Bessie Coleman (1893-1926), was born in Texas. As a child, she picked cotton and did laundry to help her family.

She wanted to move to Chicago after a few years in Texas. She went to beauty school and found a job as a manicurist, doing people's nails. She was not always interested in flying airplanes, but after reading books about flying, she found a way to get to France because she was not allowed to go to school to learn to fly in the United States. She saved her money while working as a manicurist and she also learned to speak French. She went to live in Europe and while living in Europe, French aviators taught her to fly. She was the first American woman in the world to earn an international pilot's license in 1921 and the first African-American woman pilot.

After returning to the United States, she flew in air shows so she could save enough money to open a flying school for African-Americans.

Mop Top iconCornelis R. Coffey
(1903-1994), born in Newport, Arkansas, September 3, was the first African American to hold both a pilot's and mechanic's license. He also designed a carburetor heater that prevented icing on planes. Similar to what is used today, this device allowed airplanes to fly in all kinds of weather.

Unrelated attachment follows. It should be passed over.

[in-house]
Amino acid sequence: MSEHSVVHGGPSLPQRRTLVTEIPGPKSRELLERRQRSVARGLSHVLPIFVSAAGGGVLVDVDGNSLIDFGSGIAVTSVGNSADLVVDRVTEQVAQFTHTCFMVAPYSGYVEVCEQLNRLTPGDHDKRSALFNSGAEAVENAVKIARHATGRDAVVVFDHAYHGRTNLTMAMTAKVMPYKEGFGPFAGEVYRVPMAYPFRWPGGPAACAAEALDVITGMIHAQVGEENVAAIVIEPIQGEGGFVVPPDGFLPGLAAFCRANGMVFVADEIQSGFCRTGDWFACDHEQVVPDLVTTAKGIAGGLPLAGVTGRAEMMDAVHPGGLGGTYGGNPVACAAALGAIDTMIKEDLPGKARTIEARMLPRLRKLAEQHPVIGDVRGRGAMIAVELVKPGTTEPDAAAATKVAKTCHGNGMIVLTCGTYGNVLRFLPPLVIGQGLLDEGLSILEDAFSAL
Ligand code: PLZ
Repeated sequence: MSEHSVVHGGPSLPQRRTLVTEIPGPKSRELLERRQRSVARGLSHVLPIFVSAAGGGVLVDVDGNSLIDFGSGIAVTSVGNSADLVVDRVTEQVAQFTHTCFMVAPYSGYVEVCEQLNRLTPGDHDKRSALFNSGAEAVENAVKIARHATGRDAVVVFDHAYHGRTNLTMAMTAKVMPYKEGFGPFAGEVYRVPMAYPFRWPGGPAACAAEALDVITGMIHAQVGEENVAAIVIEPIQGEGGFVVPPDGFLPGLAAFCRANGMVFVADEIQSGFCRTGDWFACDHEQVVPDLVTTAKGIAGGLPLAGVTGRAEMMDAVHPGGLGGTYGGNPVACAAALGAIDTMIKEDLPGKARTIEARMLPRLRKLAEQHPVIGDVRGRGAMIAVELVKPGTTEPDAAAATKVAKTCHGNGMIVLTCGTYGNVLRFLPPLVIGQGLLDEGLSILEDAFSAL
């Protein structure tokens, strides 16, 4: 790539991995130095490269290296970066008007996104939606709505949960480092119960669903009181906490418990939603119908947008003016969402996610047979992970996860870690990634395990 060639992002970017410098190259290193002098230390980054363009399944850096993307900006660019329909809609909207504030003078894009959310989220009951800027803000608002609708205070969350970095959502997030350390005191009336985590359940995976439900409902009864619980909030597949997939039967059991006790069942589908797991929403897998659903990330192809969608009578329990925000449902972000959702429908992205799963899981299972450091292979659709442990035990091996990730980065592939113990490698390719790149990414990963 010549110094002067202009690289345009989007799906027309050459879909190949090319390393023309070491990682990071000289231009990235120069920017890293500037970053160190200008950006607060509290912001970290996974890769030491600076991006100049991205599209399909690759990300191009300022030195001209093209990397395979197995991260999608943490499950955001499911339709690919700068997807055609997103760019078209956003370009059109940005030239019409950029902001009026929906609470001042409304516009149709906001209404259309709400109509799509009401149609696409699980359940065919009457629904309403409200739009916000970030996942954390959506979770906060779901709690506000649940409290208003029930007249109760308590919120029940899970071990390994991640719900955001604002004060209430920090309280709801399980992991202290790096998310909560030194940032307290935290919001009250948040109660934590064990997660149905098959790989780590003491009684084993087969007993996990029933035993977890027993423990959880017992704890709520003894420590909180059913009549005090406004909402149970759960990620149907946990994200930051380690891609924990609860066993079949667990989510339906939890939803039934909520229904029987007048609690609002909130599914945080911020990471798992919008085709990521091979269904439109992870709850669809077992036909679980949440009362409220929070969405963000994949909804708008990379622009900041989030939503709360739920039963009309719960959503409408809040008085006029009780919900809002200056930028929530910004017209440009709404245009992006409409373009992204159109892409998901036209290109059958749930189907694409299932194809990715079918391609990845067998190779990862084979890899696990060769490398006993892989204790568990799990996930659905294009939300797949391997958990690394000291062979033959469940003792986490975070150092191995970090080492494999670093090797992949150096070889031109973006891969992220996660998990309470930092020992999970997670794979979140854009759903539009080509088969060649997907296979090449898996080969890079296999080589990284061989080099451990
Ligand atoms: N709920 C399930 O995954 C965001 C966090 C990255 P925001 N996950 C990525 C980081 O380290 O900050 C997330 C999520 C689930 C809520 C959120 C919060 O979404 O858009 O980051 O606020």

Cornelius Robinson Coffey photograph,

In addition, he was the first black person to establish an aeronautical school in United States and the only non-university affiliated aviation school to become part of the Civilian Pilot Training Program.

Stephanie Wilson, second African-American woman ever to fly in space and Jackie Johnson, Founder, Mop Top Shop, Inc. at the Bessie Coleman Fly-Sister-Fly Empowerment Breakfast and honoree.
Stephanie D. Wilson (left), second African-American woman ever to fly in space and Ms. Johnson, Founder and President, Mop Top Shop, Inc. and one of the Bessie Coleman Foundation, Inc., honorees at the 2007 Fly-Sister-Fly Breakfast in Austin, Texas. As an honoree, Mrs. Johnson was recognized for her passion in promoting awareness of the many contributions made by African-Americans such as Bessie Coleman, the first American to earn an international pilot's license on June 15, 1921 and the first African-American female pilot.

Thelma L. Rudd (left), 2009 President of the Bessie Coleman Foundation, Inc. and Ms. Johnson at the Fly-Sister-Fly Empowerment Breakfast in 2007.

Is it a bird? Is it a plane? Why yes, it is a plane. Meet Bessie Coleman, an African-American woman flight trailblazer.
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